By Anjanette Harris, University of Edinburgh, @anjiefitch
Sufferers of Major Depressive Disorder (MDD) are more than just a little ‘down in the dumps’. Persistent low mood and low self-esteem are classic symptoms, but sufferers also experience learned helplessness, increased anxiety, feelings of guilt and worthlessness, and enjoy the pleasures of life less (also called anhedonia).
To investigate potential therapies and the cause of this debilitating disease, it is sometimes necessary turn to animal models, such as rats and mice. Rats and mice offer a powerful tool to investigate the causes and consequences of mood disorders, because unlike in humans, we can control stressors, genetics, and environmental factors more easily in rats and mice. We can give certain drugs, implement exercise regimens, and modify diets to see what happens.
While a rat or mouse cannot communicate its feelings, we can measure some aspects of depressive behaviour. Rodents normally love sugary water, but when they are anhedonic they have a weaker preference for it. A forced swim test involves placing a rodent in a container of water in which they can swim but not escape. Choosing to float rather than tread water during this test is used as a sign of depression.
Measuring preference for sugar and floating behaviour in rodents is similar to a questionnaire in a human study. While a questionnaire identifies depressed subjects, it reveals very little about the cause of depression. To successfully treat or prevent MDD, we need to understand what goes wrong in the brain.
In humans, a specific type of brain scan called functional magnetic resonance imaging (fMRI) helps bridge the gap between identifying and unpicking what is faulty in a depressed brain. This scan measures oxygen levels in the brain’s blood circulation. Since active brain cells use more oxygen, the fMRI signal indicates the parts of the brain that are working hard.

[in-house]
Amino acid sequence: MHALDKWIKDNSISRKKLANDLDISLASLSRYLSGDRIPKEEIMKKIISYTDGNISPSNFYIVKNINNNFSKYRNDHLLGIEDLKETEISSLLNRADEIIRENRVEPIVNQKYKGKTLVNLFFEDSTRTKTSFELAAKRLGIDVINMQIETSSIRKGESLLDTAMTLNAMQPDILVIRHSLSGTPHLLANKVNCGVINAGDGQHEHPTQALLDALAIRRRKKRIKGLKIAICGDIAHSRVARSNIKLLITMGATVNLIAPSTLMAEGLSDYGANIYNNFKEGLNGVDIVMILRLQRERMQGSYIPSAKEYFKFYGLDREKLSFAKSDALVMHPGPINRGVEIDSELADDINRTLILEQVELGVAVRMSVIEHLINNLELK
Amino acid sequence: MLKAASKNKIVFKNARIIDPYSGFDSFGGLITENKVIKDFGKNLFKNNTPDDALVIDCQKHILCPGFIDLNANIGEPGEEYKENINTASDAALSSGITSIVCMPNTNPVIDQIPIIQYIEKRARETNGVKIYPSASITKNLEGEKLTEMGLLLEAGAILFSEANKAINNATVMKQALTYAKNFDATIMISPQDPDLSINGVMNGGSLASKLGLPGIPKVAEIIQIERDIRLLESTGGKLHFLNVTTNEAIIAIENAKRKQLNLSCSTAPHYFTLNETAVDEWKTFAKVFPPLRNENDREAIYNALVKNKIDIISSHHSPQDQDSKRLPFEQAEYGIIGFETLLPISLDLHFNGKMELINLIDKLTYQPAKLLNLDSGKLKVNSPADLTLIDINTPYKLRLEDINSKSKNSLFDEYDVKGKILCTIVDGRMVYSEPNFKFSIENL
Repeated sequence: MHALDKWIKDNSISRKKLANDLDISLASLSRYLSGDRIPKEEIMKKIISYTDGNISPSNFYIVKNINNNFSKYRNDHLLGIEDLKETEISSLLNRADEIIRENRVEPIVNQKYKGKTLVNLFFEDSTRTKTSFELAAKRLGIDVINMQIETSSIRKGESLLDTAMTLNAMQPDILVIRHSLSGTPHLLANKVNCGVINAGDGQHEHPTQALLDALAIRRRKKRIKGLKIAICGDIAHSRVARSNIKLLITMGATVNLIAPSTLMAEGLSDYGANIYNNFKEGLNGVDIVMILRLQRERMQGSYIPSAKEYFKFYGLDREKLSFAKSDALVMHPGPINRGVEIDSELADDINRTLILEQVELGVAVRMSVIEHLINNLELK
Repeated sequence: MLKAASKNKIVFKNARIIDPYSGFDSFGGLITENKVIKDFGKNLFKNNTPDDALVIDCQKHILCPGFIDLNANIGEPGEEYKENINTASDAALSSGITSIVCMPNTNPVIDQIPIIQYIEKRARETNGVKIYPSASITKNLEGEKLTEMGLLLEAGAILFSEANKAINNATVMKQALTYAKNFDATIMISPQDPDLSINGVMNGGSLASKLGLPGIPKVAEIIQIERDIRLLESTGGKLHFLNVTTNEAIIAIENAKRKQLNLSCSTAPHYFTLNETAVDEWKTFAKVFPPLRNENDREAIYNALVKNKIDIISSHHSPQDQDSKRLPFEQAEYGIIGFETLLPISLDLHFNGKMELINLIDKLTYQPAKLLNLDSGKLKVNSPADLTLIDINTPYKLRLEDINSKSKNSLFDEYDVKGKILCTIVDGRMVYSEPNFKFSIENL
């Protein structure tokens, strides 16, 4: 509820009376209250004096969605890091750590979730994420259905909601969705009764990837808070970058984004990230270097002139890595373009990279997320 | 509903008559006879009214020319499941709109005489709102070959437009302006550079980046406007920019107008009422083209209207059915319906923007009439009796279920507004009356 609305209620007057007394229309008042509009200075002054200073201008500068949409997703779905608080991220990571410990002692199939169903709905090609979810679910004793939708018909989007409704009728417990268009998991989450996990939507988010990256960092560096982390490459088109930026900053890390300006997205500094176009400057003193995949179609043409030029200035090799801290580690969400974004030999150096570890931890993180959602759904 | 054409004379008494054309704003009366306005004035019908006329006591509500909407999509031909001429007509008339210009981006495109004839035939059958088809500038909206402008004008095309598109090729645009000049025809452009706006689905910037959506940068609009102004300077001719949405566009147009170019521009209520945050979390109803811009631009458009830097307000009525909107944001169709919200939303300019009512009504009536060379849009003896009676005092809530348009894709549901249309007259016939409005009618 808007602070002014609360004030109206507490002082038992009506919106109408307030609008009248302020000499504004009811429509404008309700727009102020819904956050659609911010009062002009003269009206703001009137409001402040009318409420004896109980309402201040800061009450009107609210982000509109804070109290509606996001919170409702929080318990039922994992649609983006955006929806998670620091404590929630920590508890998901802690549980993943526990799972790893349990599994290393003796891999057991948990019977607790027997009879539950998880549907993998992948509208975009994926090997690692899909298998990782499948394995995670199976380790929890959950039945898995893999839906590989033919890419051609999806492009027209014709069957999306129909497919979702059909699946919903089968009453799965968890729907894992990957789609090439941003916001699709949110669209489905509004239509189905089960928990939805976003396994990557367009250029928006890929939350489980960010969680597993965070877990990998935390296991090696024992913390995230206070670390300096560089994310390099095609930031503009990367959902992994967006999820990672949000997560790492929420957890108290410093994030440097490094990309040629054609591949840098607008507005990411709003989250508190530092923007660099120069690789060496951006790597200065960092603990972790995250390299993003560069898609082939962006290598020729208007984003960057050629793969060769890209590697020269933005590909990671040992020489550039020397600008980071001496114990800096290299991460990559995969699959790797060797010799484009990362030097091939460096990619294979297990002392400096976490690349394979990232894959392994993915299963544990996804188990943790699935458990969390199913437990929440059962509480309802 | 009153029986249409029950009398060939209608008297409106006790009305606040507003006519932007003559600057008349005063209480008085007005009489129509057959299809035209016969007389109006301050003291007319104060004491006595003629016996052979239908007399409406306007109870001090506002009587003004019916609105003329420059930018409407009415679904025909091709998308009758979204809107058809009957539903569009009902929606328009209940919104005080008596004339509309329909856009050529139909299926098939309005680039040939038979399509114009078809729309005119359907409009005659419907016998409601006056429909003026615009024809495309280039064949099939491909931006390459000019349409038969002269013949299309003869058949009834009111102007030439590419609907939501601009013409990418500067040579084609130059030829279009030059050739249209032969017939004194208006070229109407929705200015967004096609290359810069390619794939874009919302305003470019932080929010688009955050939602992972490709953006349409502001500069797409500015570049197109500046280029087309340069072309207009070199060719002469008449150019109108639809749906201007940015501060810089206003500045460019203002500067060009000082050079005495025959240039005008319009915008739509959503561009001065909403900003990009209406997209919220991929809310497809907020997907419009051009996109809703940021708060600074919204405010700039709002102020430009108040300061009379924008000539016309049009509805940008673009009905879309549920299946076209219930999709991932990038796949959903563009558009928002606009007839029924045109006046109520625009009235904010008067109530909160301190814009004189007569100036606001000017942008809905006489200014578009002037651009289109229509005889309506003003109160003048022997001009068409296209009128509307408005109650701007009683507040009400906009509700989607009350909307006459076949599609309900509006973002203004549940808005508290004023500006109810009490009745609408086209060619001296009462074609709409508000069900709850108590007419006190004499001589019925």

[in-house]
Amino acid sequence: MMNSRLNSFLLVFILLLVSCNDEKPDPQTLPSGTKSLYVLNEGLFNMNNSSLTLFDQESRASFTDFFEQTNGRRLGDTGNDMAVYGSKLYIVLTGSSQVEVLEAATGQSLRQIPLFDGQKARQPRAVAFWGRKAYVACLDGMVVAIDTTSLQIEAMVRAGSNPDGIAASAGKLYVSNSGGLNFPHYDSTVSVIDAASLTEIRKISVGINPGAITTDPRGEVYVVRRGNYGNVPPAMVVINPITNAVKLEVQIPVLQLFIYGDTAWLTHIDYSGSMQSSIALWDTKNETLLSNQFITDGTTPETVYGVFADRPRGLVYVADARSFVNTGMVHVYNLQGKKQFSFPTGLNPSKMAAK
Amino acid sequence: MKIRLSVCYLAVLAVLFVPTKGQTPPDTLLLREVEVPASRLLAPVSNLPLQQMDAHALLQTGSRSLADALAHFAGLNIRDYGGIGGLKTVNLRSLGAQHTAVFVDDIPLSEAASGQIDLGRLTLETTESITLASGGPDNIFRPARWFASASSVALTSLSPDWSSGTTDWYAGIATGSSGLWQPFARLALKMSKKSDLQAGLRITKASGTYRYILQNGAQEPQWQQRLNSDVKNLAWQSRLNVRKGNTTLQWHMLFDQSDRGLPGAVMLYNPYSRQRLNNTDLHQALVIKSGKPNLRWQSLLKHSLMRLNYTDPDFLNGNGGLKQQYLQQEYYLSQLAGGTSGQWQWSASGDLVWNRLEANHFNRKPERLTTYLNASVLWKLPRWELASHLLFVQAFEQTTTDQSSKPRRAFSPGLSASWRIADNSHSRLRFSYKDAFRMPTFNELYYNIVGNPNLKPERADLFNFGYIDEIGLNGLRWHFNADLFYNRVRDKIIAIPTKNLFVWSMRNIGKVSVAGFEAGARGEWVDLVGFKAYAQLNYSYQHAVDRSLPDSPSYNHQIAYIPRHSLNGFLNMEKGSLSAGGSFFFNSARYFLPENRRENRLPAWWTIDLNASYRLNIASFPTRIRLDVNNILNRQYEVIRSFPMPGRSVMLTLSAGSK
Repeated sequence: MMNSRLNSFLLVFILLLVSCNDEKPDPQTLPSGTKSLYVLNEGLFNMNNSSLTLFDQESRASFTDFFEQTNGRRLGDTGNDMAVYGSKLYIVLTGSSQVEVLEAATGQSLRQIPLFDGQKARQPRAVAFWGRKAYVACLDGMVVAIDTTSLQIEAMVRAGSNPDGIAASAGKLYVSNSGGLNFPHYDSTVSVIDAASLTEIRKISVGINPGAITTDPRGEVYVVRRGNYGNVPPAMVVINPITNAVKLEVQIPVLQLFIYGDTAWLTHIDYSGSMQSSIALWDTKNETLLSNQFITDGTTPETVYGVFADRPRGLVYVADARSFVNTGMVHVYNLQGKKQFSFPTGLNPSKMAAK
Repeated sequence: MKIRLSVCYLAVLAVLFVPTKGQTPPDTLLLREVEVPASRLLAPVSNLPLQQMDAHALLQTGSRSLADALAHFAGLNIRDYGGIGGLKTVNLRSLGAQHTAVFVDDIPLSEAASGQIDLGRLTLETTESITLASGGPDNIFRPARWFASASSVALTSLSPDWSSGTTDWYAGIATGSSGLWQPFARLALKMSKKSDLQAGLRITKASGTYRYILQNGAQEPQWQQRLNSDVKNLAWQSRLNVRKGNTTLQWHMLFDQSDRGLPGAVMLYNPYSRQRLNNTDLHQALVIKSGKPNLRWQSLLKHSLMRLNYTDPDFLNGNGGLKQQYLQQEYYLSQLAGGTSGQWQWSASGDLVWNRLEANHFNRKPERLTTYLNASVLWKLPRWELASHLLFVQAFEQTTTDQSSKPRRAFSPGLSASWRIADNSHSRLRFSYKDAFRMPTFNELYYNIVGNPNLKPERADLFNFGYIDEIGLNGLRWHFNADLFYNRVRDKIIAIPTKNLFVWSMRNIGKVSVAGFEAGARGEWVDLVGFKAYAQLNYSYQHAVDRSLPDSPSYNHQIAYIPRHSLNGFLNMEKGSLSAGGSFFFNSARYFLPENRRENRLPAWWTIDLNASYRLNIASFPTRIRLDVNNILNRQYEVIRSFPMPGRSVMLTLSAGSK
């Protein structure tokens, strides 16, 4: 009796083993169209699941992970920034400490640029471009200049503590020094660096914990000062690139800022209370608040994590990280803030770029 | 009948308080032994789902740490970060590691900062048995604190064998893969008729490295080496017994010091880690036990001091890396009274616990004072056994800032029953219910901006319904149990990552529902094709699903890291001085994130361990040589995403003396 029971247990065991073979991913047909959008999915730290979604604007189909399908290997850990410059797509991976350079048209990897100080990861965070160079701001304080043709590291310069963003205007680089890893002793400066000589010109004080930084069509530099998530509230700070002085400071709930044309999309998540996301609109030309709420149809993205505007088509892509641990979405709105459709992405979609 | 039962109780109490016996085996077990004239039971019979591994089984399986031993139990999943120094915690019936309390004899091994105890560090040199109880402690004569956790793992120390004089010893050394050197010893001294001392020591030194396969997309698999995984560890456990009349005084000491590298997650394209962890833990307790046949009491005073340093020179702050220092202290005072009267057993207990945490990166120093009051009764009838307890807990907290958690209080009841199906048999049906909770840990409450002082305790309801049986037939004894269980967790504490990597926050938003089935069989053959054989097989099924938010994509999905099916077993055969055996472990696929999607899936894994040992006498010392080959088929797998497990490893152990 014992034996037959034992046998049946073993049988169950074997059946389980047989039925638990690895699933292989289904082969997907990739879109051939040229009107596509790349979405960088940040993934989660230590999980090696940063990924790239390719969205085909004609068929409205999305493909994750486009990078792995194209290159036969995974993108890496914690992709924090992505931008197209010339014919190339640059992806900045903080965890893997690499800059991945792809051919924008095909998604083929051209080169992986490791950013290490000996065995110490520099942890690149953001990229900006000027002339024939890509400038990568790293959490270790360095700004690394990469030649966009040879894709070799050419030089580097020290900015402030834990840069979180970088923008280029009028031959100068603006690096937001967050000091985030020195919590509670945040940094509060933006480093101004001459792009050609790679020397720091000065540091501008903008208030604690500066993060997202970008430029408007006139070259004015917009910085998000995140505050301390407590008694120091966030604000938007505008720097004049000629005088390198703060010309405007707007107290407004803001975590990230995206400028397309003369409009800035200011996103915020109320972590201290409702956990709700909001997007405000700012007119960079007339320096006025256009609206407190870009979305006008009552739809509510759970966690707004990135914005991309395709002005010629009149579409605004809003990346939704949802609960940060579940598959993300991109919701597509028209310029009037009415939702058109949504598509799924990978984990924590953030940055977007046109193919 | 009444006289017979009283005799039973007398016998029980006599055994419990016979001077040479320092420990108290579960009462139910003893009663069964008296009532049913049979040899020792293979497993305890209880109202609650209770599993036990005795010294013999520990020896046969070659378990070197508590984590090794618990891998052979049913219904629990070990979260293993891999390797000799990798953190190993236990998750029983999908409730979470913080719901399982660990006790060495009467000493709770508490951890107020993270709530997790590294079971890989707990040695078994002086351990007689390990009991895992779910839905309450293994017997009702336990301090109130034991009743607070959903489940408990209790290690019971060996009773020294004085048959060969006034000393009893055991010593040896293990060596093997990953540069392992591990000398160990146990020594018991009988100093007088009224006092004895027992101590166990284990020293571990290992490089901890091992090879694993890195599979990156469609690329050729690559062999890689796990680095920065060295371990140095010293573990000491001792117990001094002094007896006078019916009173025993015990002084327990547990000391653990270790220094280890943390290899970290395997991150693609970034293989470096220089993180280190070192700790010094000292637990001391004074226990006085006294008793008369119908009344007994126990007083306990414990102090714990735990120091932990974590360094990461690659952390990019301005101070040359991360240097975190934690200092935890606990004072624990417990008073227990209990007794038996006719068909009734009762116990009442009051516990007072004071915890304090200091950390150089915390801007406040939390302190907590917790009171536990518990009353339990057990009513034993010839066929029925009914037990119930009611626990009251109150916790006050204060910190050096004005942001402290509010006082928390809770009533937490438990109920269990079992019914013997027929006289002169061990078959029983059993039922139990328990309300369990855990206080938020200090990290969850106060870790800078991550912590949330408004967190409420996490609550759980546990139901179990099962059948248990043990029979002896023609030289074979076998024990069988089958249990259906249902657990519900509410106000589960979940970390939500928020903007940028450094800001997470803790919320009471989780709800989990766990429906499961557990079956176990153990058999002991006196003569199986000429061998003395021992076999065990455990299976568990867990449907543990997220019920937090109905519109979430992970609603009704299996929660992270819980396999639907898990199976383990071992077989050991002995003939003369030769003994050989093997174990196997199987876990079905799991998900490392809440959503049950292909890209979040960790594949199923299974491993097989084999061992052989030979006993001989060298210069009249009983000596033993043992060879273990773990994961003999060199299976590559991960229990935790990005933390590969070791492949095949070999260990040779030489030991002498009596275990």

We can use these scans to look at differences between the brain activity of depressed and healthy people. For example, in response to negative stimuli such as pictures of sad faces, the outer layer of the brain (the cortex) exerts weaker control over the emotional centre (the limbic system) in depressed patients. In addition, networks in the brain that respond to reward are increasingly less active as anhedonia becomes more severe. These findings may help explain why those who are vulnerable to MDD are both unable to supress negative mood when it arises and no longer enjoy previously pleasurable experiences.
While manipulating rodent genomes and administering drugs or stressors is straightforward, neuroimaging is more challenging. We have specially built small scanners, but a key to successful imaging is a still and calm subject. One solution is to anaesthetise the rats or mice. However, since anaesthesia is rarely used in human imaging and a sleeping rodent cannot participate in cognitive tasks, this limits our ability to look at cognitive processing in rats and mice in the same way that we do in humans.
In recent years, researchers have developed ways to gradually acclimate rats or mice to being held still in an fMRI scanner. To study cognitive processes, scientists can use tasks that can be completed in the MRI scanner. For example, they train rats to associate visual or olfactory stimuli –such as a flashing light or a vanilla scent- with a foot shock. They then image their brains while presenting the flashing light or scent.
This technique is an improvement on the classical test for fear in rodents, ‘freezing behaviour’. When a mouse or rat is afraid, it freezes like a statue. Using brain scans translates better to humans than studying freezing behaviour. For example, researchers used the visual task set-up to show that rats that experienced early life stress, have enhanced activity in brain networks that process fear. Early life stress is a known risk factor for anxiety and depression in humans.
Reward, emotional regulation, extinction learning (learning to forget an unpleasant memory), and cognitive bias (whether we perceive ambiguous situations to be positive or negative) are aspects of depression that we can currently assess in humans. The next big challenge is to devise behavioural tasks that enable us to examine these in awake rodents while their brains are being scanned.
This way we can validate rodent models of depression, elucidate what’s happening in the brain during negative affective state, and guide the development of successful treatments for Major Depressive Disorder.